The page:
A Whitepaper by NJ Stark and e-Conference by Dr. Robert Thiel
I read an interesting comment in a press release this morning. The CEO of Spectranetics said: "Our physician customers prefer randomized, controlled studies to assist them with their clinical decisions...." and "Our clinical trial program ... demonstrates our commitment to evidence-based medicine."
Every book or guidance document I read has a different way of categorizing clinical studies. One obvious categorization for medical devices is by whether or not you are doing a single-group (single-arm) study with no comparator, or whether or not you will compare your device to another. My experience is that most device studies are single-arm designs so I read the Spectranetics press release with a loud hurrah.
A poll—what's everybody else doing?
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Non-inferiority studies use smaller sample sizes
The difficulty arises when you calculate the sample size. Sample sizes are calculated based on the difference between the average values of an endpoint. The greater the difference between your device and mine, the fewer the number of subjects you'll need to show it. As the difference between your device and mine gets smaller, the sample size gets larger and larger. As the difference becomes infinitesimally small, i.e., the devices become equivalent, the sample size skyrockets to infinity.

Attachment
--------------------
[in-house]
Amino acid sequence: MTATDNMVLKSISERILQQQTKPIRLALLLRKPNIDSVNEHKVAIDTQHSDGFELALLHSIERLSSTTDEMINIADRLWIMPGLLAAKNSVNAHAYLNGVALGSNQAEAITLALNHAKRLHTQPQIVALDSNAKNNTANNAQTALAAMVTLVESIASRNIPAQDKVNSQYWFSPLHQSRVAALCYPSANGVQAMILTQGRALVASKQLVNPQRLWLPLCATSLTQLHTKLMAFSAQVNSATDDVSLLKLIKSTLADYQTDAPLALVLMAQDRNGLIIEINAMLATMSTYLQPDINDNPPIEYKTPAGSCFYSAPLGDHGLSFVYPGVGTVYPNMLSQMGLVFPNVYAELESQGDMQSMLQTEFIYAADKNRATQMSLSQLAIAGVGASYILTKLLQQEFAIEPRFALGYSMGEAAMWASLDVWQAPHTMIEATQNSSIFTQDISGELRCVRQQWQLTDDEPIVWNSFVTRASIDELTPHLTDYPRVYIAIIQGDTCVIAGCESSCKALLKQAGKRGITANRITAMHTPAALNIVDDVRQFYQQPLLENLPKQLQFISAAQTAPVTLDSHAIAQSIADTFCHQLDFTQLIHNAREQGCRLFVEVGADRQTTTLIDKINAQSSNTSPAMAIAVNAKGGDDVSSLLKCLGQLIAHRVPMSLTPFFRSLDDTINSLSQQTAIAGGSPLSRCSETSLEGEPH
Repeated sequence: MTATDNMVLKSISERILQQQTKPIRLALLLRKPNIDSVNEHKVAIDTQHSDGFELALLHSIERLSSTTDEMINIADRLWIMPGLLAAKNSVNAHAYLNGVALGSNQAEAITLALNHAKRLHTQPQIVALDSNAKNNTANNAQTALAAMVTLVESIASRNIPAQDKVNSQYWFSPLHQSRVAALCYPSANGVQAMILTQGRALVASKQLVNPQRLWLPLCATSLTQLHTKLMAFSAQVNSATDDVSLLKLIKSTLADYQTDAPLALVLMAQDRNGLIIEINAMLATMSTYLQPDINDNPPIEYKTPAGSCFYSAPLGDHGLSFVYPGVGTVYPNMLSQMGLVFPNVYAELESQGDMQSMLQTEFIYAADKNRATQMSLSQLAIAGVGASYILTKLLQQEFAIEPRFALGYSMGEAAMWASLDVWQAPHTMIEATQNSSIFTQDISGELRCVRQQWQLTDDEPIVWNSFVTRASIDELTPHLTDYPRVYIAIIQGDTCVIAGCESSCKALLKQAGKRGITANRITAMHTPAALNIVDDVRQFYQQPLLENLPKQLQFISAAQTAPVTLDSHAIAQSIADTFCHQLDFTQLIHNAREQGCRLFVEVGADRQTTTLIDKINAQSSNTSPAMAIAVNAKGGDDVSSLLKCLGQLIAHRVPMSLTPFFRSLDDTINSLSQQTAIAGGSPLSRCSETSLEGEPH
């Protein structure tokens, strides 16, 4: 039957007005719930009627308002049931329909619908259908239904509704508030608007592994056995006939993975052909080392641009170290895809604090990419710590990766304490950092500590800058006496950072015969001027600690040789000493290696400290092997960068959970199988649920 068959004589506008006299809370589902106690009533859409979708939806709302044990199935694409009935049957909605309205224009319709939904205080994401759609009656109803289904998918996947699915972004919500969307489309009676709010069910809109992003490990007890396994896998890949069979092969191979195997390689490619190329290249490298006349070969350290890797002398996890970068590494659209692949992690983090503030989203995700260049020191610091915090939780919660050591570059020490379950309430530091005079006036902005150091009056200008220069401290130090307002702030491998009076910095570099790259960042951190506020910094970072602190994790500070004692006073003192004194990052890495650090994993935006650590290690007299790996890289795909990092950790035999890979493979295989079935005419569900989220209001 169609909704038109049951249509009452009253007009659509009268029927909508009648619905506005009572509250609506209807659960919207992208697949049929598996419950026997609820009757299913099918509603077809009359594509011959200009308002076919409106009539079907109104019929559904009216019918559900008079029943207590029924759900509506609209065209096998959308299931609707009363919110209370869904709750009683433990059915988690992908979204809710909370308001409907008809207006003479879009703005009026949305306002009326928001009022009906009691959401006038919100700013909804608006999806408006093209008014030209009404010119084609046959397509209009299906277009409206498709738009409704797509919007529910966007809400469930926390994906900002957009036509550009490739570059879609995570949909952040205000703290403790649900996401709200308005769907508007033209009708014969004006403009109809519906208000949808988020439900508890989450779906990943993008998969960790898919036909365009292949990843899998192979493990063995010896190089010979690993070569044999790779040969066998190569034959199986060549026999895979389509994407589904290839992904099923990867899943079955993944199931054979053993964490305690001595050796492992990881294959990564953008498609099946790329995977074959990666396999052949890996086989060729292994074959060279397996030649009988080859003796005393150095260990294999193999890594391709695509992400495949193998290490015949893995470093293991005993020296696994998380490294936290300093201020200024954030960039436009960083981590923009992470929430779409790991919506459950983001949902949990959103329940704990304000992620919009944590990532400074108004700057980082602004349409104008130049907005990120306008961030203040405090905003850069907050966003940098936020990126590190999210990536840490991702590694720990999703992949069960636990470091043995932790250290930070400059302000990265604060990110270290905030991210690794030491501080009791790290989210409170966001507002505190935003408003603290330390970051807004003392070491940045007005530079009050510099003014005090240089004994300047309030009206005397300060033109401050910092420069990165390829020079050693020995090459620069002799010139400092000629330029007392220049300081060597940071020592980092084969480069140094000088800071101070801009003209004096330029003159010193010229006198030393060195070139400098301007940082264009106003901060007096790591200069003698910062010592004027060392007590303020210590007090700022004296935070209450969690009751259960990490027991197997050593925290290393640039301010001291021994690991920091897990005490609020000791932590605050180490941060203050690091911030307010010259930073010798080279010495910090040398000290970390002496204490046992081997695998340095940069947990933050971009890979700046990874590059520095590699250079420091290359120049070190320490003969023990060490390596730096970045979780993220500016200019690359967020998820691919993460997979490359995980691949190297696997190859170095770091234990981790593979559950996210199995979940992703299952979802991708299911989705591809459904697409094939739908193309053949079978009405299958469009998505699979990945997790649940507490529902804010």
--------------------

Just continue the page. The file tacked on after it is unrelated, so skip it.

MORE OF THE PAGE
Enter non-inferiority. Instead of showing that two devices are the same, a clever FDA statistician named Blackwelder looked at things differently and developed a strategy called "Proving the Null Hypothesis". He figured that if we stopped trying to prove the hypothesis and reject the null, and instead rejected the hypothesis and proved the null, we could accomplish the same thing as an equivalence trial but with a much smaller sample size. Blackwelder's ground-breaking paper was published in 1982.
FDA's new guidance document
Recently, FDA issued a draft guidance document titled "Guidance for Industry - Non-Inferiority Clinical Trials" (Mar2010). The guidance was issued by CDER and CBER because non-inferiority trials require active controls rather than placebos—something new for the drug world. We device people are familiar and comfortable with active controls (who would use a placebo heart valve?), and there is much a good biostatistician like Robert Thiel can teach us with regard to medical devices and diagnostics.
What device companies already know
Learn more: take the e-conference
Addendum: Brief Comments on Missing Data
There are three basic kinds of missing data:
A good study design has a plan (called a statistical analysis plan or SAP) that, among other things, determines beforehand how missing data will be identified and handled. Dr. Thiel will take a few final moments to discuss this important, but neglected, issue.
Dr. Thiel will discuss
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Who should attend (no, you do not need to be a statistician)
Date, time, registration
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